March 10: Erich Reck (University of California- Riverside)
and Visiting Russell Professor @ McMaster University
3:30 pm to 5:00 pm in MDCL Rm-1016
“Frege, Cohen, and the Issue of Origins: An Early Parting of the Ways”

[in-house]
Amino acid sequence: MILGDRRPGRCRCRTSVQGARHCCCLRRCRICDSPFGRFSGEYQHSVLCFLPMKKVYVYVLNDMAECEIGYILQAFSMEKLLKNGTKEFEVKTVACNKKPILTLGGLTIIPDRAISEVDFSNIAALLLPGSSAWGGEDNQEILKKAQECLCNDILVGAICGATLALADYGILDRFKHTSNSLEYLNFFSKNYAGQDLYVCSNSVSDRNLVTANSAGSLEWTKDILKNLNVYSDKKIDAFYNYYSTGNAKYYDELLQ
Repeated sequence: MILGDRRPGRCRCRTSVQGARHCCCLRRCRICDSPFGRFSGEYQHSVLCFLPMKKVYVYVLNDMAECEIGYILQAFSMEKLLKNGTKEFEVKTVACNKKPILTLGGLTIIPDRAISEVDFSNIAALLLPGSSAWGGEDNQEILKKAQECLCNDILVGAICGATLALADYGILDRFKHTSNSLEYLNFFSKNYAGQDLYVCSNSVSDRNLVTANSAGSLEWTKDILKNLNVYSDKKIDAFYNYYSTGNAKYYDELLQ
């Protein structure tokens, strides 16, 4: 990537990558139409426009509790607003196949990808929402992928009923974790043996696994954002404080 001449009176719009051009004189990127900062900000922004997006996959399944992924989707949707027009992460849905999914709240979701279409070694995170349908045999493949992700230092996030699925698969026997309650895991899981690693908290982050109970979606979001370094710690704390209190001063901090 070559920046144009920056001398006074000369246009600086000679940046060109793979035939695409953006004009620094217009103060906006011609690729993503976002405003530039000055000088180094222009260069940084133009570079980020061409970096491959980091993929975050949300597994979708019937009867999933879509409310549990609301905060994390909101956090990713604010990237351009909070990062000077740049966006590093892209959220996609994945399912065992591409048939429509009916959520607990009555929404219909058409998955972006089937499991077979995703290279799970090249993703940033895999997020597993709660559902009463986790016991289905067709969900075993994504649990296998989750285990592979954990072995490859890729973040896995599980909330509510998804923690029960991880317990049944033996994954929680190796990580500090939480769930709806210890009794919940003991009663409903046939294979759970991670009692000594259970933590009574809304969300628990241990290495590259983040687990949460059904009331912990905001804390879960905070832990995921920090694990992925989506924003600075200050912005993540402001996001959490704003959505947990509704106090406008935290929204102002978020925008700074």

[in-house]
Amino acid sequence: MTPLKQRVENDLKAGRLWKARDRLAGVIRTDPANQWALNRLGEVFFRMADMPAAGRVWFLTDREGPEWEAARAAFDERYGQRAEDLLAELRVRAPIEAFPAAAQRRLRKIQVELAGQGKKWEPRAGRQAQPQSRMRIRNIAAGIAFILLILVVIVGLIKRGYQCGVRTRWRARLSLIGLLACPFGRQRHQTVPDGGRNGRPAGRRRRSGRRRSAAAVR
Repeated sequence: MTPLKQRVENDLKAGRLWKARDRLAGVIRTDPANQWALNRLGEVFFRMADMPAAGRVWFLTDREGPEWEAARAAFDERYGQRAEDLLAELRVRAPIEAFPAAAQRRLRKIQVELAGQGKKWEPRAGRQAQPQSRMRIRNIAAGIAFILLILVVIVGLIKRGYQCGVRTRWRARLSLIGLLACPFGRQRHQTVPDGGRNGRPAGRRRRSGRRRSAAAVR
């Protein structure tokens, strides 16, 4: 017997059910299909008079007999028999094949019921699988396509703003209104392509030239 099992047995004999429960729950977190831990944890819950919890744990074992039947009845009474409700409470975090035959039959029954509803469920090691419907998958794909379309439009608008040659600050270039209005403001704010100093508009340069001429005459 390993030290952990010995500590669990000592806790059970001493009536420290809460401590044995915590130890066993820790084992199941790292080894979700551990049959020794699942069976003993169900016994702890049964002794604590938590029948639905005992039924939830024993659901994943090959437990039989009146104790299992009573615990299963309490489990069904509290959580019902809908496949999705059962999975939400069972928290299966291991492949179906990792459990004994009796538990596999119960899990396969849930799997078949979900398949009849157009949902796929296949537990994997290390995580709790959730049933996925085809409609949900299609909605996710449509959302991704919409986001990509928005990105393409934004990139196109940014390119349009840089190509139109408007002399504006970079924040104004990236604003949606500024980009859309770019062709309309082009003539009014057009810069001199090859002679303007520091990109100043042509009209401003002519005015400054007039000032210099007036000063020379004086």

Abstract: With the recent increase of interest in the relationship between analytic philosophy and other philosophical traditions, several writers have addressed episodes that constitute a “parting of the ways” between them. At the center of this talk will be an early, so far neglected example, namely a brief interaction between Gottlob Frege and Hermann Cohen in the 1880s. This interaction consisted mainly of a review of Cohen’s 1883 book, Das Prinzip der Infinitesimal-Methode und seine Geschichte, published by Frege in 1885. Cohen’s book became highly influential not just within Marburg Neo-Kantianism, the school he helped to found, but also other parts of “continental” philosophy. On what later became the “analytic” side, it provoked strong criticisms, e.g., by Georg Cantor and Bertrand Russell. Frege is critical in his review as well, but in a muted, unusual, and interesting way, namely by pointing to a certain methodological difference. This difference illustrate well a main divergence between analytic and continental philosophy that developed subsequently, but also one with respect to which there might be a “merging of minds” again today. The core issue is the role the history of philosophy, or attention to the “origin” of concepts, can play for systematic philosophy.